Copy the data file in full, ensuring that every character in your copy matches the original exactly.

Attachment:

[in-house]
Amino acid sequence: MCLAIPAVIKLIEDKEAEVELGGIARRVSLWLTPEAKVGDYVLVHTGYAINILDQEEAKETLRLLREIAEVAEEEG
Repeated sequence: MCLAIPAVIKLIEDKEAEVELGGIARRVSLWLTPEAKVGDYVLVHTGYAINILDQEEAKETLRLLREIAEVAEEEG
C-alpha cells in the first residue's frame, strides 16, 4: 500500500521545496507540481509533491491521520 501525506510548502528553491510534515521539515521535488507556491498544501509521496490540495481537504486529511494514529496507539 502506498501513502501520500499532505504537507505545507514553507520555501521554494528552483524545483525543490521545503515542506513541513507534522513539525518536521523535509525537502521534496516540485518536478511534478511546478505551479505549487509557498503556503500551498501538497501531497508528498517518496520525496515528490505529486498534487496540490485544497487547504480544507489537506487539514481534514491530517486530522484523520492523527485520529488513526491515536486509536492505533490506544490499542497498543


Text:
[in-house]
Amino acid sequence: MCLAIPAVIKLIEDKEAEVELGGIARRVSLWLTPEAKVGDYVLVHTGYAINILDQEEAKETLRLLREIAEVAEEEG
Repeated sequence: MCLAIPAVIKLIEDKEAEVELGGIARRVSLWLTPEAKVGDYVLVHTGYAINILDQEEAKETLRLLREIAEVAEEEG
C-alpha cells in the first residue's frame, strides 16, 4: 500500500521545496507540481509533491491521520 501525506510548502528553491510534515521539515521535488507556491498544501509521496490540495481537504486529511494514529496507539 502506498501513502501520500499532505504537507505545507514553507520555501521554494528552483524545483525543490521545503515542506513541513507534522513539525518536521523535509525537502521534496516540485518536478511534478511546478505551479505549487509557498503556503500551498501538497501531497508528498517518496520525496515528490505529486498534487496540490485544497487547504480544507489537506487539514481534514491530517486530522484523520492523527485520529488513526491515536486509536492505533490506544490499542497498543